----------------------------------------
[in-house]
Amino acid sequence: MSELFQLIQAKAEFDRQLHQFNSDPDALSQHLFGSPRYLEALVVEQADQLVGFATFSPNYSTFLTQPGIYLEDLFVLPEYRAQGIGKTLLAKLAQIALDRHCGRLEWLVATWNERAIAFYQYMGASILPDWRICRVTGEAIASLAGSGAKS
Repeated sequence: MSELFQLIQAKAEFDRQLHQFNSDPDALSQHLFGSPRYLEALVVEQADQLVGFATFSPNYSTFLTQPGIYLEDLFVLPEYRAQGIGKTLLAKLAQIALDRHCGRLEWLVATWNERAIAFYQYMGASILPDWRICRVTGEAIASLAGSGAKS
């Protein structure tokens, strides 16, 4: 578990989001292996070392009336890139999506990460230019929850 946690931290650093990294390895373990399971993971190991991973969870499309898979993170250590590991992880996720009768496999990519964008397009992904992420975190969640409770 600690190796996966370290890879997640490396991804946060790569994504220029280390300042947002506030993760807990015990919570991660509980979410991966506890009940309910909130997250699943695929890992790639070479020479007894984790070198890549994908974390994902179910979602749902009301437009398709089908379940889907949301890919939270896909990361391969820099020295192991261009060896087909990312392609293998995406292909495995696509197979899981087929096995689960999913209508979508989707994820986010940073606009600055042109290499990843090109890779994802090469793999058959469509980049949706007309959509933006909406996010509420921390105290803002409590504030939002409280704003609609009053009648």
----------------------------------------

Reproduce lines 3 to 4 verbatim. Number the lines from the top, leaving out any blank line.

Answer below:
Repeated sequence: MSELFQLIQAKAEFDRQLHQFNSDPDALSQHLFGSPRYLEALVVEQADQLVGFATFSPNYSTFLTQPGIYLEDLFVLPEYRAQGIGKTLLAKLAQIALDRHCGRLEWLVATWNERAIAFYQYMGASILPDWRICRVTGEAIASLAGSGAKS
């Protein structure tokens, strides 16, 4: 578990989001292996070392009336890139999506990460230019929850 946690931290650093990294390895373990399971993971190991991973969870499309898979993170250590590991992880996720009768496999990519964008397009992904992420975190969640409770 600690190796996966370290890879997640490396991804946060790569994504220029280390300042947002506030993760807990015990919570991660509980979410991966506890009940309910909130997250699943695929890992790639070479020479007894984790070198890549994908974390994902179910979602749902009301437009398709089908379940889907949301890919939270896909990361391969820099020295192991261009060896087909990312392609293998995406292909495995696509197979899981087929096995689960999913209508979508989707994820986010940073606009600055042109290499990843090109890779994802090469793999058959469509980049949706007309959509933006909406996010509420921390105290803002409590504030939002409280704003609609009053009648």